What to Expect from a Single-Payer Health Care System
Posted by ssbg on June 24, 2007
Posted Jun 23rd 2007 4:41PM by Paul Mirengoff
From: Power Line Reports http://newsbloggers.aol.com/2007/06/23/beyond-sicko/
Jeff Hoard wonders why Americans are suspicious of Socialized Medicine. This article for the Heritage Foundation by Kevin Fleming may help him understand. (The Executive Summary of Fleming’s heavily footnoted piece is here). Based in part on an analysis of the British and Canadian experiences, Fleming describes the ten things one can expect from a single-payer health system.
The first is reduced quality of care. For example, only three of 29 countries studied by the OECD had fewer practicing physicians than Britain. And in a study of cancer survival rates in 17 countries, Britain ranked near the bottom in lung cancer, colon cancer, and breast cancer survival. Britain has fewer medical oncologists than any country in Western Europe.
The second is periodic funding crises. Providing “free” medical care increases demand for it. When the government responds by restricting spending, as it has in Britain, patient demand far outstrips health care supply. As Fleming shows, this has been the pattern under Britain’s single-payer system. Indeed, Britain has underinvested in health care during the past 30 years compared to the European average.
The third is politically driven inequalities. As Fleming documents, Canada has a three-tiered system. The wealthy jump queues by going to private clinics or to the U.S. for rapid treatment. The second tier consists of the well-informed and the aggressive, who push their way to the front of the line. This leaves behind the elderly, the poor, and the disenfranchised. Similarly, a 2002 investigation showed that in Britain more than 10,000 private-pay patients were given preference over National Health Service patients in Britain’s best hospitals.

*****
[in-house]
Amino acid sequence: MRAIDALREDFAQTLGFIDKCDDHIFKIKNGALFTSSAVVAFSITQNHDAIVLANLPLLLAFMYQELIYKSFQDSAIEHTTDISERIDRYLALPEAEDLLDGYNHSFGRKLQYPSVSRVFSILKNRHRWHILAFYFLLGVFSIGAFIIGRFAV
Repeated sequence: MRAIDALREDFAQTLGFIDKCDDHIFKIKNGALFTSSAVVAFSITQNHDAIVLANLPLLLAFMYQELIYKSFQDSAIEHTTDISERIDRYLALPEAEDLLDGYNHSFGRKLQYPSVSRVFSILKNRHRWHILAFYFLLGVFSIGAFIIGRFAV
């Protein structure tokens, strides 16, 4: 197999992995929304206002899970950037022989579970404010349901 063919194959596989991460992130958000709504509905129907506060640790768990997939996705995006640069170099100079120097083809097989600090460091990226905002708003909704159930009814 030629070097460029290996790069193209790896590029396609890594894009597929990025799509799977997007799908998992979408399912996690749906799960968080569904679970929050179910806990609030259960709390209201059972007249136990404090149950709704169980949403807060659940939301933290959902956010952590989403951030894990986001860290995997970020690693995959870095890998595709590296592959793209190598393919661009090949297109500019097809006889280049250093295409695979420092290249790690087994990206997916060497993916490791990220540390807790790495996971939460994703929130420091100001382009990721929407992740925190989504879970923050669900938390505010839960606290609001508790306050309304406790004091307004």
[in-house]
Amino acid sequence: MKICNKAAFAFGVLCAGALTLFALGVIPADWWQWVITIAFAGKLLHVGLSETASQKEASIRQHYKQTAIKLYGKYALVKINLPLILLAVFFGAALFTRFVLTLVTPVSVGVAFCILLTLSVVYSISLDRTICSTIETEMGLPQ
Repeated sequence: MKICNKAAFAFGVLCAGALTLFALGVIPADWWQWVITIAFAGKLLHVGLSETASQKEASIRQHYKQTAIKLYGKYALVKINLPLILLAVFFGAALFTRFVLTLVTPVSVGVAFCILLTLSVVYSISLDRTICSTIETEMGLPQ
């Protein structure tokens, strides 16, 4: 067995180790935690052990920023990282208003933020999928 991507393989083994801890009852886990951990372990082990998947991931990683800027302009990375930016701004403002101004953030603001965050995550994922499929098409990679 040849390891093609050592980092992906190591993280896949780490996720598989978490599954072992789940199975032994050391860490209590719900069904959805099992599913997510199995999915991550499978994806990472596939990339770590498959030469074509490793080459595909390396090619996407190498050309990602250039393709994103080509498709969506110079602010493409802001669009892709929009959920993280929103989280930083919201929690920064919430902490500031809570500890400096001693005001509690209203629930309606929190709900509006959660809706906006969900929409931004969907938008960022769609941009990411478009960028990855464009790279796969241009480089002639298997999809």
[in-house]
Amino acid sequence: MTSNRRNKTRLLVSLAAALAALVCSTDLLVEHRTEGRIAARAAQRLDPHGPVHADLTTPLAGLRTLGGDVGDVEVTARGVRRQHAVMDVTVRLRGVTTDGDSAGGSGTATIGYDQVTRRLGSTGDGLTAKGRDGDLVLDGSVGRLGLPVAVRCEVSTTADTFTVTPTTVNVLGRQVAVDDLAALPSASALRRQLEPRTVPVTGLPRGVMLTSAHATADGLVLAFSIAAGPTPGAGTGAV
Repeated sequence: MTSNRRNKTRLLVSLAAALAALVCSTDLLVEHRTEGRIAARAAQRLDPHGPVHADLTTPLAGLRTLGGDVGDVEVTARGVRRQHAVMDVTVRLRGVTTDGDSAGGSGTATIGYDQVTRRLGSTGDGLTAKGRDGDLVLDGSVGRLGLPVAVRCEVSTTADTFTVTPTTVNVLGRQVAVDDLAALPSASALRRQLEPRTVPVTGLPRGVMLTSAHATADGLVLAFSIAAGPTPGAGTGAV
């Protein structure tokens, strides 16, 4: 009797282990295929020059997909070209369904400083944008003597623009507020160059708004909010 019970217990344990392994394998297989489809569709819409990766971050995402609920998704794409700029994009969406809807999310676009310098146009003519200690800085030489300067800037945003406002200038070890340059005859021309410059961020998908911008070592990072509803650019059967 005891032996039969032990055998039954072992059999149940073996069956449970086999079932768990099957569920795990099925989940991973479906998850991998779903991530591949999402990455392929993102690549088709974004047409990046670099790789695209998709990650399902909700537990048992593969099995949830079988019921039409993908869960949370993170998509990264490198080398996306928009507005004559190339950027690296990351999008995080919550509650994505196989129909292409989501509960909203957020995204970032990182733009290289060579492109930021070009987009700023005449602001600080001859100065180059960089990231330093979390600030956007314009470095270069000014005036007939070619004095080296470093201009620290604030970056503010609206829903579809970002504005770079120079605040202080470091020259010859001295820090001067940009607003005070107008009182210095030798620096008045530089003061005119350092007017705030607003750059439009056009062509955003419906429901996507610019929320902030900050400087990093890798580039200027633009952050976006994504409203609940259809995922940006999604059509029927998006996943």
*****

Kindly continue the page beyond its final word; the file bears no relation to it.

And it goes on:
The fourth is labor strikes. Strikes are common in state-operated enterprises. The health care industry has proven to be no exception. CBC News reports that Canadians have “come to expect [strikes] as part of the negotiating process between doctors and the government.” In the past three years, Canada has experienced major health care related work stoppages in New Brunswick, British Columbia, and Ontario.
The fifth is personnel shortages. According to Fleming, Canada has a serious shortage of physicians such that 18 percent of Canadians have trouble finding a doctor. Canada has 2.1 physicians per 1,000 people, compared to an OECD average of 2.8.
The sixth is outdated facilities and medical equipment. In government-run industries, equipment purchasing and technology investments are driven by politics. Fleming shows the adverse consequences that have resulted from this reality in Britain and Canada. For example, according to the president of the Canadian Association of Radiologists, much of the country’s diagnostic equipment “is so outdated it would not be used by radiologists in the U.S.”
The seventh is waiting times. This is topic Michael Moore didn’t want to discuss. Waiting times in Canada and Britain are notoriously long. In Canada, for example, the average wait time between general practitioner referral and specialty consultation is 17.7 weeks.
The eighth is signifcant variations in patient care based on region and economic status. This, of course, is a major problem with health care in the U.S. But Fleming shows that it exists to a substantial degree under single-payer systems, as well.
The ninth is financial waste. In 2001, Britian reportedly lost 20 percent of its total spending on its national health care system due to “waste, fraud, and inefficiency.” Britain now has more administrators than consultants in the system.
The tenth is loss of personal liberty. Personal freedom in the health care context means that patients can choose their treatments and which doctors will provide them. Under Socialized Medicine, a government official makes these choices. Pressure also arises for government officials to impose behavioral decisions on individuals in order to keep health care costs down. Americans tend to be quite suspicious of giving the state this kind of power, particularly in the life and death context of health care.
In sum, as the U.S. grapples with the issue of health care reform, there are very good reasons to eschew Socialized Medicine.